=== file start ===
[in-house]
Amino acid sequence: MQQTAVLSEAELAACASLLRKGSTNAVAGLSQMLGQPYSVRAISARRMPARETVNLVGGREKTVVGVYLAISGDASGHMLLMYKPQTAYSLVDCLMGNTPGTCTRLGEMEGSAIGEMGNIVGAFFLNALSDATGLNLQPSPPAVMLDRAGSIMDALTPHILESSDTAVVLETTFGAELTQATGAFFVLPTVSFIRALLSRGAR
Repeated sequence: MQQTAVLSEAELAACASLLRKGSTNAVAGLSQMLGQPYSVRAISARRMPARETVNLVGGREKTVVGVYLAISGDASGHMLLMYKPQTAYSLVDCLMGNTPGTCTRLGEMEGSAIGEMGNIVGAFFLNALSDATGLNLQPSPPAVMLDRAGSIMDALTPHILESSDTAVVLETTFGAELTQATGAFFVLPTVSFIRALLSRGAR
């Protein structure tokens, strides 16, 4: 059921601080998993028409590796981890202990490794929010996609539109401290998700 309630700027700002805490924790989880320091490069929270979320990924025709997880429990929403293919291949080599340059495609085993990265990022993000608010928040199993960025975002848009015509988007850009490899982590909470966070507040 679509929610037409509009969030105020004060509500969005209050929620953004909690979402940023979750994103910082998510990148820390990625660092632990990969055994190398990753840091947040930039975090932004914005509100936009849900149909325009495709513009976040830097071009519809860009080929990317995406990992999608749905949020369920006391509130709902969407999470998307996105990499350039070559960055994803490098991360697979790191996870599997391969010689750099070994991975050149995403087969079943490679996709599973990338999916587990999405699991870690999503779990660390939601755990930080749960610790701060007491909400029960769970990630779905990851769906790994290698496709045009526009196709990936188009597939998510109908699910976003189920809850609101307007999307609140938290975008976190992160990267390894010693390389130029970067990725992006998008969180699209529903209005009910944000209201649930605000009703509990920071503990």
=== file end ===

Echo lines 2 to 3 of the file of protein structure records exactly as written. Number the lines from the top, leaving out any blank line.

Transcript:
Amino acid sequence: MQQTAVLSEAELAACASLLRKGSTNAVAGLSQMLGQPYSVRAISARRMPARETVNLVGGREKTVVGVYLAISGDASGHMLLMYKPQTAYSLVDCLMGNTPGTCTRLGEMEGSAIGEMGNIVGAFFLNALSDATGLNLQPSPPAVMLDRAGSIMDALTPHILESSDTAVVLETTFGAELTQATGAFFVLPTVSFIRALLSRGAR
Repeated sequence: MQQTAVLSEAELAACASLLRKGSTNAVAGLSQMLGQPYSVRAISARRMPARETVNLVGGREKTVVGVYLAISGDASGHMLLMYKPQTAYSLVDCLMGNTPGTCTRLGEMEGSAIGEMGNIVGAFFLNALSDATGLNLQPSPPAVMLDRAGSIMDALTPHILESSDTAVVLETTFGAELTQATGAFFVLPTVSFIRALLSRGAR